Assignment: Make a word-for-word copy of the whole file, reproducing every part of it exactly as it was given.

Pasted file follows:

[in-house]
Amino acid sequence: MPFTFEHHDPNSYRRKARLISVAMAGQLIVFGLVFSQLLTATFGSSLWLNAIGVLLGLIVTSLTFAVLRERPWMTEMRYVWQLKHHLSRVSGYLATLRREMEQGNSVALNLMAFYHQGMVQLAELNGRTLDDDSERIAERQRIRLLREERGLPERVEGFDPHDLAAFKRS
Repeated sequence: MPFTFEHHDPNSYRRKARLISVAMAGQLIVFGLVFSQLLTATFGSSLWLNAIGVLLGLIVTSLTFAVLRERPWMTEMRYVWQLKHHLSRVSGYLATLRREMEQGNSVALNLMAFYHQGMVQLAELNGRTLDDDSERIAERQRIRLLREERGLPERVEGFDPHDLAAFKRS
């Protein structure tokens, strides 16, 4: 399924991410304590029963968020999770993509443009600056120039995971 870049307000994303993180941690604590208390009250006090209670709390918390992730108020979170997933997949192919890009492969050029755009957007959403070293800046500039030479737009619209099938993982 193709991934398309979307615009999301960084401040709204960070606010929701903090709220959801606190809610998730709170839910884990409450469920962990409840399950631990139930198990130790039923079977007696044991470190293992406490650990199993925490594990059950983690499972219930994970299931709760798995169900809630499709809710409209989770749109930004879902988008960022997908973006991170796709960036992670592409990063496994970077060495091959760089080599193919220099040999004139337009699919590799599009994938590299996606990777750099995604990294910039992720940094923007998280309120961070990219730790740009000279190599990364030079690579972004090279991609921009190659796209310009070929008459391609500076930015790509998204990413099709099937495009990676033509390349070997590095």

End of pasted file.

[in-house]
Amino acid sequence: MPFTFEHHDPNSYRRKARLISVAMAGQLIVFGLVFSQLLTATFGSSLWLNAIGVLLGLIVTSLTFAVLRERPWMTEMRYVWQLKHHLSRVSGYLATLRREMEQGNSVALNLMAFYHQGMVQLAELNGRTLDDDSERIAERQRIRLLREERGLPERVEGFDPHDLAAFKRS
Repeated sequence: MPFTFEHHDPNSYRRKARLISVAMAGQLIVFGLVFSQLLTATFGSSLWLNAIGVLLGLIVTSLTFAVLRERPWMTEMRYVWQLKHHLSRVSGYLATLRREMEQGNSVALNLMAFYHQGMVQLAELNGRTLDDDSERIAERQRIRLLREERGLPERVEGFDPHDLAAFKRS
């Protein structure tokens, strides 16, 4: 399924991410304590029963968020999770993509443009600056120039995971 870049307000994303993180941690604590208390009250006090209670709390918390992730108020979170997933997949192919890009492969050029755009957007959403070293800046500039030479737009619209099938993982 193709991934398309979307615009999301960084401040709204960070606010929701903090709220959801606190809610998730709170839910884990409450469920962990409840399950631990139930198990130790039923079977007696044991470190293992406490650990199993925490594990059950983690499972219930994970299931709760798995169900809630499709809710409209989770749109930004879902988008960022997908973006991170796709960036992670592409990063496994970077060495091959760089080599193919220099040999004139337009699919590799599009994938590299996606990777750099995604990294910039992720940094923007998280309120961070990219730790740009000279190599990364030079690579972004090279991609921009190659796209310009070929008459391609500076930015790509998204990413099709099937495009990676033509390349070997590095």